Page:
The time it will take to close the gender gap narrowed to 99.5 years in 2019. While an improvement on 2018 – when the gap was calculated to take 108 years to close – it still means parity between men and women across health, education, work and politics will take more than a lifetime to achieve. This is the finding of the World Economic Forum’s Global Gender Gap Report 2020, published today.
According to the report, this year’s improvement can largely be ascribed to a significant increase in the number of women in politics. The political gender gap will take 95 years to close, compared to 107 years last year. Worldwide in 2019, women now hold 25.2% of parliamentary lower-house seats and 21.2% of ministerial positions, compared to 24.1% and 19% respectively last year.
Politics, however, remains the area where least progress has been made to date. With Educational Attainment and Health and Survival much closer to parity on 96.1% and 95.7% respectively, the other major battlefield is economic participation. Here, the gap widened in 2019 to 57.8% closed from 58.1% closed in 2018. Looking simply at the progress that has been made since 2006 when the World Economic Forum first began measuring the gender gap, this economic gender gap will take 257 years to close, compared to 202 years last year.
Economic Gap Widening
The report attributes the economic gender gap to a number of factors. These include stubbornly low levels of women in managerial or leadership positions, wage stagnation, labour force participation and income. Women have been hit by a triple whammy: first, they are more highly represented in many of the roles that have been hit hardest by automation, for example, retail and white-collar clerical roles.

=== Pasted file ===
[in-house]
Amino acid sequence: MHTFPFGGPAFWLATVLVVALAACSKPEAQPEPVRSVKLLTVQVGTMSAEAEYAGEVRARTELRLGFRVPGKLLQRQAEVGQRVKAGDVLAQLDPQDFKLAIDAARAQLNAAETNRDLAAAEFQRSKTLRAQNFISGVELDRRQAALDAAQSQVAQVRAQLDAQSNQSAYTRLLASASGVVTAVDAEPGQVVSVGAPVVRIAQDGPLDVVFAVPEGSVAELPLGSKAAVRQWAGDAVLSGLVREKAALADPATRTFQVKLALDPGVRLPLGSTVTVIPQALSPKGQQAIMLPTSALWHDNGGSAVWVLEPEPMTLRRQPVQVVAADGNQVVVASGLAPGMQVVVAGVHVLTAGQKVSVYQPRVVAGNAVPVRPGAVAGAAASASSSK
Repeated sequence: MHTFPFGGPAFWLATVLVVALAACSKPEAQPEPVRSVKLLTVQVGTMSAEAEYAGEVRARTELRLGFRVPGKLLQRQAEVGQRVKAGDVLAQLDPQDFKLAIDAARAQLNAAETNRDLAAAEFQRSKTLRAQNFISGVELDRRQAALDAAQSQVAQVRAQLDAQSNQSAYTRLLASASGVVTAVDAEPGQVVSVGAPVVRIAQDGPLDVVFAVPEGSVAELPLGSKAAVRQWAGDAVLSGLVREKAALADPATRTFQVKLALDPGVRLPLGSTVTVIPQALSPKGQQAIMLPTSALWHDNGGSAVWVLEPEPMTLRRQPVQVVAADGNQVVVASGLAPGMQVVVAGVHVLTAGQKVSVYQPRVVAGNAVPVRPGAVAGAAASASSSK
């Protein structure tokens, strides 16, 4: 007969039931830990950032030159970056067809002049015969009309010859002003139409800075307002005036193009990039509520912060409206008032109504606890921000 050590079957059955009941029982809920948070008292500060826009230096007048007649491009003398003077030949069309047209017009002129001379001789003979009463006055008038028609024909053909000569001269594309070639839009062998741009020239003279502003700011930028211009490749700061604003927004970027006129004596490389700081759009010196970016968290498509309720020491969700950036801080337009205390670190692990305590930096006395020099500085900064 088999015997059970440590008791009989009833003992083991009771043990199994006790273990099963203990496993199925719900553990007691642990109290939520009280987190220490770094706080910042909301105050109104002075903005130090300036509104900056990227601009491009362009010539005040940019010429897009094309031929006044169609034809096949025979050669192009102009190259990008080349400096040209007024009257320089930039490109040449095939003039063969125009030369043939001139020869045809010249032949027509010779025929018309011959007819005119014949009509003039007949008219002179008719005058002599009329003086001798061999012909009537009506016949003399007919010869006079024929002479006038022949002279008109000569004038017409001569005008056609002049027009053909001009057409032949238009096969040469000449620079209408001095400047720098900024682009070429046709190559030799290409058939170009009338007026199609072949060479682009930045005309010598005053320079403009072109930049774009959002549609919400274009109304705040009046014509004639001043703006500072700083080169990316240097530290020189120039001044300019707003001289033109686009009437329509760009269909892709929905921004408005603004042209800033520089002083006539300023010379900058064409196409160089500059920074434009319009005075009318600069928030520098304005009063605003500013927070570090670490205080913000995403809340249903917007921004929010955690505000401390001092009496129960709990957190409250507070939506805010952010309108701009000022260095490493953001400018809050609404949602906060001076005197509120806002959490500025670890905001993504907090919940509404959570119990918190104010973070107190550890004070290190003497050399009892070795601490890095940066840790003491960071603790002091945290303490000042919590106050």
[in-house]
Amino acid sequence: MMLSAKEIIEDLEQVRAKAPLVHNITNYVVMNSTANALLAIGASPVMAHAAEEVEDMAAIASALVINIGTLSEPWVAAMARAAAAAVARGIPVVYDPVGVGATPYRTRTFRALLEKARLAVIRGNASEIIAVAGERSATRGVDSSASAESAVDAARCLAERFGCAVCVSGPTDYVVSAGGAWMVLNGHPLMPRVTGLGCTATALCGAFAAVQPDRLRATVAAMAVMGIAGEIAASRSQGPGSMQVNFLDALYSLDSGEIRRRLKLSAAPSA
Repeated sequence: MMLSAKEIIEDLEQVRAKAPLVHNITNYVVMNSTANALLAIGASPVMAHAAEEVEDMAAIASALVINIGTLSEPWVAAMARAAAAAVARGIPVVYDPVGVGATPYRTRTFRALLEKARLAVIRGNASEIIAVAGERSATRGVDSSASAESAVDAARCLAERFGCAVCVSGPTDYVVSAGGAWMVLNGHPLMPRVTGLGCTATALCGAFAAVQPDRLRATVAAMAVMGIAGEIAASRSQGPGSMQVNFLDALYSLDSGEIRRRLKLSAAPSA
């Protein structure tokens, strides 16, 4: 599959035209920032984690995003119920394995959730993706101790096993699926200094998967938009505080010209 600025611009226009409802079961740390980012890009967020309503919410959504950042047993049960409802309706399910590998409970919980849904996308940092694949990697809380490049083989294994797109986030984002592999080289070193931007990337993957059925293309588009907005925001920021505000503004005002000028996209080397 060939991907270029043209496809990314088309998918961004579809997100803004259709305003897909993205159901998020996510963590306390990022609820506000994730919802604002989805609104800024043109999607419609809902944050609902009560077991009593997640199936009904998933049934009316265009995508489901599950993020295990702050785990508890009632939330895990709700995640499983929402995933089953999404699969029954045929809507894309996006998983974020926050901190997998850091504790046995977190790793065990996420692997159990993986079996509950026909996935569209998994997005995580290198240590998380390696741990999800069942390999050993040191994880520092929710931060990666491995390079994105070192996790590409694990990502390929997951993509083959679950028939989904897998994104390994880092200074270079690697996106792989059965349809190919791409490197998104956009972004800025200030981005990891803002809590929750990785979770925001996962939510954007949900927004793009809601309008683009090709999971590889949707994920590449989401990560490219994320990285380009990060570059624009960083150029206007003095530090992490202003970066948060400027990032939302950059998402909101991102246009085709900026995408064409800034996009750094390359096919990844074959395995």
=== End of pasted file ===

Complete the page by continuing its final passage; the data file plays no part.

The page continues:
Second, not enough women are entering those professions – often but not exclusively technology-driven – where wage growth has been the most pronounced. As a result, women in work too often find themselves in middle-low wage categories that have been stagnant since the financial crisis 10 years ago.
Third, perennial factors such as lack of care infrastructure and lack of access to capital strongly limit women’s workforce opportunities. Women spend at least twice as much time on care and voluntary work in every country where data is available, and lack of access to capital prevents women from pursuing entrepreneurial activity, another key driver of income.
“Supporting gender parity is critical to ensuring strong, cohesive and resilient societies around the world. For business, too, diversity will be an essential element to demonstrate that stakeholder capitalism is the guiding principle. This is why the World Economic Forum is working with business and government stakeholders to accelerate efforts to close the gender gap,” said Klaus Schwab, Founder and Executive Chairman of the World Economic Forum.
Could the “Role Model Effect” close the gender gap?
One positive development is the possibility that a “role model effect” may be starting to have an impact in terms of leadership and possibly also wages. For example, in eight of the top 10 countries this year, high political empowerment corresponds with high numbers of women in senior roles. Comparing changes in political empowerment from 2006 to 2019 shows that improvements in political representation occurred simultaneously with improvements in women in senior roles in the labour market.
While this is a correlation, not a causation, in OECD countries, where women have been in leadership roles for relatively longer and social norms started to change earlier, role model effects could contribute to shaping labour market outcomes.
Gender Inequality in the Jobs of the Future
Possibly the greatest challenge preventing the economic gender gap from closing is women’s under-representation in emerging roles. New analysis conducted in partnership with LinkedIn shows that women are, on average, heavily under-represented in most emerging professions. This gap is most pronounced across our “cloud computing” job cluster where only 12% of all professionals are women. The situation is hardly better in “engineering” (15%) and “Data and AI” (26%), however women do outnumber men in two fast-growing job clusters, “content production” and “people and culture”.